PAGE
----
Domestic violence can have a significantly lasting impact on the victim and accused abuser. Domestic violence cases can also be legally complicated. That’s why it’s important to receive legal support as soon as possible to understand your options and rights.
If You Have Been the Victim of Domestic Violence
If you need to file an injunction for protection, contact Fusco Law Group before filing the petition.
It is important to allege the proper facts in your petition. Domestic violence judges see many cases daily and you’ll want to address the main points in your pleadings.
When requesting an injunction, the relief you obtain could be exclusive use and possession of a property, prohibition of contact from the aggressor, or temporary child/spousal support.
If You Are Facing Domestic Violence Allegations
If a court makes a finding that you have committed domestic violence, it will significantly impact your rights in ways you might not believe.
For example, a domestic violence injunction against you could affect your eligibility for future employment at your dream job or require you turn over any weapons to local law enforcement.
Whether you are filing an injunction for protection or one has been filed against you, it is important to schedule a free consultation with us today.
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Your Guide to a Florida Divorce
Definition of Domestic Violence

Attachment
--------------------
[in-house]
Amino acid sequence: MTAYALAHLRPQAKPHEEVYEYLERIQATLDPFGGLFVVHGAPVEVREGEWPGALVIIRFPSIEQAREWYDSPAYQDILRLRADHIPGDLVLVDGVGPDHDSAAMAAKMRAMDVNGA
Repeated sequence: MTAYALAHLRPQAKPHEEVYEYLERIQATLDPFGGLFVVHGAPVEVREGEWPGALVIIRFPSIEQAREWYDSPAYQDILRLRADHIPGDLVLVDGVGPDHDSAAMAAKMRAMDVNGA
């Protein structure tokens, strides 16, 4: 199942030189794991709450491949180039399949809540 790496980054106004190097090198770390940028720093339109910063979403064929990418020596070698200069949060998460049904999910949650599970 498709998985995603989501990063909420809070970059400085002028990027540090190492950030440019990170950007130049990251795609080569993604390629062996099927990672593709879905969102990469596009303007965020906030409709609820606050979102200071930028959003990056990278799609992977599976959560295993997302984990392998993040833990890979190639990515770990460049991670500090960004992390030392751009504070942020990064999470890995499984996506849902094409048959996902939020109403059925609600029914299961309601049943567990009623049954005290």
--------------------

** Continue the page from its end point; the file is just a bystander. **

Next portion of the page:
2018 Florida Statutes Title XLIII Chapter 741 defines domestic violence as:
- Assault and Aggravated assault
- Battery and Aggravated Battery
- Sexual Assault and Sexual Battery
- Stalking and Aggravated Stalking
- False Imprisonment
Additionally, the definition includes any criminal offense resulting in physical injury or death of a family or household member by another family or household member. Family or household members are defined as:
- Former Spouses
- Persons related by blood or marriage
- Persons presently residing together
Domestic Violence Penalties and Sentences in Florida
In Florida, when police are called to a domestic violence incident, they must treat it as a criminal offense. Chances are high that one of the domestic partners will be arrested and jailed.
As a criminal case, the State Attorney’s Office will make the determination to proceed with the domestic violence case—not the victim.
A domestic violence conviction carries a mandatory minimum one-year probation. It also requires the convicted domestic violence offender to complete a Batterers Intervention Program.
If the violence results in assault and battery charges, it can lead to a:
Misdemeanor sentence: Ranging from 60 days to one year
Felony conviction: May result in a five-year prison sentence